The service was held in the Sunday school room, which for many years had been the scene of Mrs. Stevens’s work of love.  Dr. H. F. Colby and Rev. U. S. Davis conducted the obsequies, the former having been her pastor prior to the organization of the Linden Avenue church, while Dr. Davis is the pastor of the church of which Mrs. Stevens was a member.
‘Lead Kindly Light’ was softly sung by a quartet consisting of Mesdames Walker and Ira Crawford, andMessrs. Trimmer and Kiefaber; after which Mr. Davis read the Scripture lesson consisting of Psalms 103 and 92.  Dr. Colby read a short sketch of the life of Mrs. Stevens and spoke of her relation to the religious, education and philanthropic work of the city.  She belonged, Dr. Colby said, to the Baptists of Dayton.  No one has been more closely identified with the progress of the Baptist denomination in this city than she was.  Coming to this city in the year 1835, she put her letter in the little mission church, which has since grown into the First Baptist church, and in the struggles of those early, dark days, Mrs. Stevens, then Miss Barney, bore her share of the burden.  With the exception of trwo brief periods when residing elsewhere, her membership was with the First church until 1872, when she took her letter to the Linden Avenue church at the time of its organization as a church.  She was foremost in the work of the mission which laid the foundations of the church, and to the day of her last illness was actively identified with all its varous departments, in addition to which she labored assicuously in the missionary interests of Baptists local, home and foreign, making her truly a “Mother in Israel.” 

The quartet sang, ‘Jesus, Lover of My Soul,’ Mr. Davis offered prayer, and the exercises closed with the singing of ‘Asleep in Jesus,’ interment being made in the family vault at Woodland, the pallbearers being Messrs. J. C. Kiefaber, A. D. Wilt, C. S. Snyder, P. E. Gilbert, Virgil Brooks and E. M. Thresher.

The floral tributes sent by friends were numerous, prominent among which was a yard of white roses from the Harriet Stevens Literary society.  The members further showed their esteem for her in whose honor their club was named, by attending the funeral in a body.

The Women’s Literary club sent a wreath of marechalneils and daffodils, and the Missionary society of Linden Avenue church, a beautiful spray of vari-colored hyacinths.

The Late Harriet N. Stevens.

There are few communities anywhere which have had the food fortune to have possessed for a period of nearly two generations so valuable a citizen as this notable woman has been to Dayton.

No estimate of the influences that have contributed to bring our city to its proud eminence as the home of a highly intelligent, cultivated and prosperous community would be complete without taking into account her life-long activity as an encourager and often active promoter of many of the most important church, educational and literary movements that our progress has depended on.

It is altogether fitting, therefore that grateful recognition be made of this splendid service in behalf of the many who mourn her loss, and who have realized personally her potent influence in shaping their lives.

With the most charming womanly modesty and reserve, she avoided any conspicuousness, yet was so deeply in earnest, and so unselfish in her lifelong aim to be as helpful ans possible to all about her that she inspired all who came within the very wide range of her influence, with nobler ambitions and deeper devotion to higher aims, and was always one of the most trusted leaders in every movement of the many she took part in.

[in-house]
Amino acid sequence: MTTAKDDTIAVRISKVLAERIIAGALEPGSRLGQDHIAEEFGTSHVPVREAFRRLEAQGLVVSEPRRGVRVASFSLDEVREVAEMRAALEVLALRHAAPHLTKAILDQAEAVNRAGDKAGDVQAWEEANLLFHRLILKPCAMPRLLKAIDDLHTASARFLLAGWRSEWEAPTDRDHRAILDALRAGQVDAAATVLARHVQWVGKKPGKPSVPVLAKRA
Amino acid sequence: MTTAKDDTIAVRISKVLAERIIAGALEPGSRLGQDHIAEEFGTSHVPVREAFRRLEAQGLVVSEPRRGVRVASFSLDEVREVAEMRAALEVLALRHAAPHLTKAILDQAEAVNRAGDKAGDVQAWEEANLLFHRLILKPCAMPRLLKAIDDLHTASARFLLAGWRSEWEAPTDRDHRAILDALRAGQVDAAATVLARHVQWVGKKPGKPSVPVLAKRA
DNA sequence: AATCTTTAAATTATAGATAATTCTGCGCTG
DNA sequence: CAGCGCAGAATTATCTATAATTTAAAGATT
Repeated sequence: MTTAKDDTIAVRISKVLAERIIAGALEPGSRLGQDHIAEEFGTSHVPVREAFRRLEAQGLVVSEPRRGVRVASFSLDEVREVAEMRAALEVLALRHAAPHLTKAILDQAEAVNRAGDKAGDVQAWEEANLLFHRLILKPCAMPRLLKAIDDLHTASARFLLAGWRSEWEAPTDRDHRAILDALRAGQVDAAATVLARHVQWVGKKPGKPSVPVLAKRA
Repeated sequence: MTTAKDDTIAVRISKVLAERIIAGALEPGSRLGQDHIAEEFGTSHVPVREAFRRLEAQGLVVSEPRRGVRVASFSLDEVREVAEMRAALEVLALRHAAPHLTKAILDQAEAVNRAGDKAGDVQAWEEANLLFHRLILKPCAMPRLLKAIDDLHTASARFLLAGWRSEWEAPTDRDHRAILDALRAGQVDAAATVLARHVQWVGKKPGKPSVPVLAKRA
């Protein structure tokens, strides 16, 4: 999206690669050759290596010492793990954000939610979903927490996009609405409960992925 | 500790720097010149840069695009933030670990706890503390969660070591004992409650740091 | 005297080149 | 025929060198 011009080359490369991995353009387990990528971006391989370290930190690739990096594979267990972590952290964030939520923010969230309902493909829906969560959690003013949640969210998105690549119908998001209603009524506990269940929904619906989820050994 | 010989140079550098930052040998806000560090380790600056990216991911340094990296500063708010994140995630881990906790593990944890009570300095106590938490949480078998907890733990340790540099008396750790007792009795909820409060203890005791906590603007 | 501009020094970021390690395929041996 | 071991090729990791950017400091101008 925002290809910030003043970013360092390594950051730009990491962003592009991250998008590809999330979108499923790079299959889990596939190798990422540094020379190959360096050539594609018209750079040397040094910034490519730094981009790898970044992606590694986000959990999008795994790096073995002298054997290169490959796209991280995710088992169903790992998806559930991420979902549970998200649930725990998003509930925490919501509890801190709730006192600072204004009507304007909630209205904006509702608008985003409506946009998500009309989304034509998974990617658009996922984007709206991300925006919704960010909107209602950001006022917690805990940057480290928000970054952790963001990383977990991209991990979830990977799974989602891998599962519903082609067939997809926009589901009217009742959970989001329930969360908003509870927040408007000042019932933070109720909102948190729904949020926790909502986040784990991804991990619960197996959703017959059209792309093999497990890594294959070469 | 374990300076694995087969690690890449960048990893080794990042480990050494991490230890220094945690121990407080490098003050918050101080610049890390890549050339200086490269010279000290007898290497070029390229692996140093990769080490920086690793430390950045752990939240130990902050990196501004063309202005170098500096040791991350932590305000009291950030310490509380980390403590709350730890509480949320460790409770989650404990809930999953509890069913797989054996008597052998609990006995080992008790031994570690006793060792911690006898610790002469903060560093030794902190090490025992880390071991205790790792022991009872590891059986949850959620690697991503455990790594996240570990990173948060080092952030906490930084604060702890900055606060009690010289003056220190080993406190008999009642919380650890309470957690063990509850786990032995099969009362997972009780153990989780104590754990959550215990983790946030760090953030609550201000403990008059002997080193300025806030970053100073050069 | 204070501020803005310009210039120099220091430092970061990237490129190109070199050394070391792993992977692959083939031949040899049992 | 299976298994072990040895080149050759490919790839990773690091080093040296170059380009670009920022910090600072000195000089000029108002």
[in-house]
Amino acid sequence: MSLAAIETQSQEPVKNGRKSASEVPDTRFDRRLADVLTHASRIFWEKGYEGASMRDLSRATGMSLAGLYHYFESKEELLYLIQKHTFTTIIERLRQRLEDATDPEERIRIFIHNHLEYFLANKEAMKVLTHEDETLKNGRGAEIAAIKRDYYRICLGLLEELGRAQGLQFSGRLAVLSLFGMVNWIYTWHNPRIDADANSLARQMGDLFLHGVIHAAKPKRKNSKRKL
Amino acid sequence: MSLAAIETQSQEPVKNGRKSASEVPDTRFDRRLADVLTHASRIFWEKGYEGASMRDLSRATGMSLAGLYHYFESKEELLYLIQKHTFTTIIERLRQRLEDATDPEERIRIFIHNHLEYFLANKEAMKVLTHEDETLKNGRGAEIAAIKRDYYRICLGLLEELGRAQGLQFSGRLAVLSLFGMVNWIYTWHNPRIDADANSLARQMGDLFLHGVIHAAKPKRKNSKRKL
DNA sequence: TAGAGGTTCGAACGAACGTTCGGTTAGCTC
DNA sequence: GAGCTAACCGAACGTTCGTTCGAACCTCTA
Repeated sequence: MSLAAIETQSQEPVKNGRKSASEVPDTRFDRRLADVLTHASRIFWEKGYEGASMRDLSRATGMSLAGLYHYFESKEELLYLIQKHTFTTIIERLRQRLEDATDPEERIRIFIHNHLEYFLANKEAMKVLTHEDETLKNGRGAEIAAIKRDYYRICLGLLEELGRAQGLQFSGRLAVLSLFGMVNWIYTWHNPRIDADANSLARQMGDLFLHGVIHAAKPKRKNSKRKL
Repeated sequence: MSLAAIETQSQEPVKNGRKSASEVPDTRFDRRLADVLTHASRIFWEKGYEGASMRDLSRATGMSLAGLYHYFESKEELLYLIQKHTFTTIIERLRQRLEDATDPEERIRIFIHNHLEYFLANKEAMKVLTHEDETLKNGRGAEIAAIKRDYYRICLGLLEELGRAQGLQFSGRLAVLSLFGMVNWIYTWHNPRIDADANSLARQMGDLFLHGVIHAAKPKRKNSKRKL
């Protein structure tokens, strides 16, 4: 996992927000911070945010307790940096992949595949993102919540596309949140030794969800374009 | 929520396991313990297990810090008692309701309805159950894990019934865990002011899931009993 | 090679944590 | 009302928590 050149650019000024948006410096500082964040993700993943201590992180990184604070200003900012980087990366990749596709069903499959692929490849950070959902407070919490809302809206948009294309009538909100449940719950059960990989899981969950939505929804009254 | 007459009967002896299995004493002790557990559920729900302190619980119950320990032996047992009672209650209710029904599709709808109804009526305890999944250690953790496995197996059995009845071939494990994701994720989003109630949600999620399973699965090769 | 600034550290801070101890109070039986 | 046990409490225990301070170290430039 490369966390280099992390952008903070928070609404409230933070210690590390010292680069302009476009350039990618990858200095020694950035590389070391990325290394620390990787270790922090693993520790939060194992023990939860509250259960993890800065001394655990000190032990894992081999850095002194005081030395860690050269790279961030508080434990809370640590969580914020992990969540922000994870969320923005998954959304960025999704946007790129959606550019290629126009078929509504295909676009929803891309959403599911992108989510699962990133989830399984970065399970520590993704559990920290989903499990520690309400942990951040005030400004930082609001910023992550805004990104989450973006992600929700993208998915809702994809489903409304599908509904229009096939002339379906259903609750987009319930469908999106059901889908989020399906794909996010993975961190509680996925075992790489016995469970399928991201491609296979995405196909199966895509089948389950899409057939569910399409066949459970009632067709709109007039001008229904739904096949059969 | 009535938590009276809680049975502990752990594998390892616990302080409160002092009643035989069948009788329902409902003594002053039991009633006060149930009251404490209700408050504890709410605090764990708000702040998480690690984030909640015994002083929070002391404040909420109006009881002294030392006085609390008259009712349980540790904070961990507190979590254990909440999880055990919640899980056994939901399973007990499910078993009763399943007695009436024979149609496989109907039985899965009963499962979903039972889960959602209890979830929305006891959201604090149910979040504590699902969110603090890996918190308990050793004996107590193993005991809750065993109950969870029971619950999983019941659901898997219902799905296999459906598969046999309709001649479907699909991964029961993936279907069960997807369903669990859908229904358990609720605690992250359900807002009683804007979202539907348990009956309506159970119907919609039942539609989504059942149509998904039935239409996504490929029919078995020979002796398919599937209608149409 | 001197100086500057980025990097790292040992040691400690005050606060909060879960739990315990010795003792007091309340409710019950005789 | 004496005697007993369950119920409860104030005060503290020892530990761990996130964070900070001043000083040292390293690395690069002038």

With a mind of more than ordinary power for searching analysis and with an absolute honesty of purpose, she earnestly and readily got at the vital points of questions that occupied her attention, and her judgment concerning them was always remarkably sound and caused her to be a much-sought-for counsellor.

Her studies took a wide range and her store of biblical, literary, and scientific information gave an interest to her conversation, and lent a charm to her personality that made her most attractive to her friends and associates.  Dayton has many able, earnest and active women, adorning the many circles of beneficient influences.  Very many of these have found their highest inspiration in the encouragement, counsel and example of Mrs. Stevens.

Her life affords one of the finest examples possible of the potency of a woman’s beneficient influence, and of the possibilities of a career of wide usefulness open to women imbued with unselfish devoion to the welfare of their communities and wililng to fit themselves for it by the same unremitting, life-long industry this noble woman unhesitatingly exercised.”

And finally, in the same book as the above items.  Written in period handwriting, no doubt by Romelia Stevens (keeper of said book), “Taken from the weekly leaflet published by the 1st Baptist Church.”

“Mrs. Harriet N. Stevens, who recently died at the age of eighty-five, joined this Church in 1835.  The Church was then a feeble body assisted by the Home Mission Society and worshiping in a rented building.  She was a sister of Eliam E. Barney and assisted him in teaching in the Cooper Seminary.  She was for many years also a teacher in the High School.  She was strong, tactful and patient in developing the minds and the consciences of her pupils.  She was a staunch Baptist and helped largely to buld up our cause in Dayton.  She also loved all her fellow human beings and delighed in any opportunity to do good.  Her heart went out in Gospel efforts for the humble; the negro, the Indian and the heathen.  She rejoiced in both intellectual and religious activity, and made sacrifices for the glory of the Master.  A wise, loving, and devoted mother in our Israel.  Such lives are a benediction and an inspiration for us all and we ought devoutly to thank God for them.”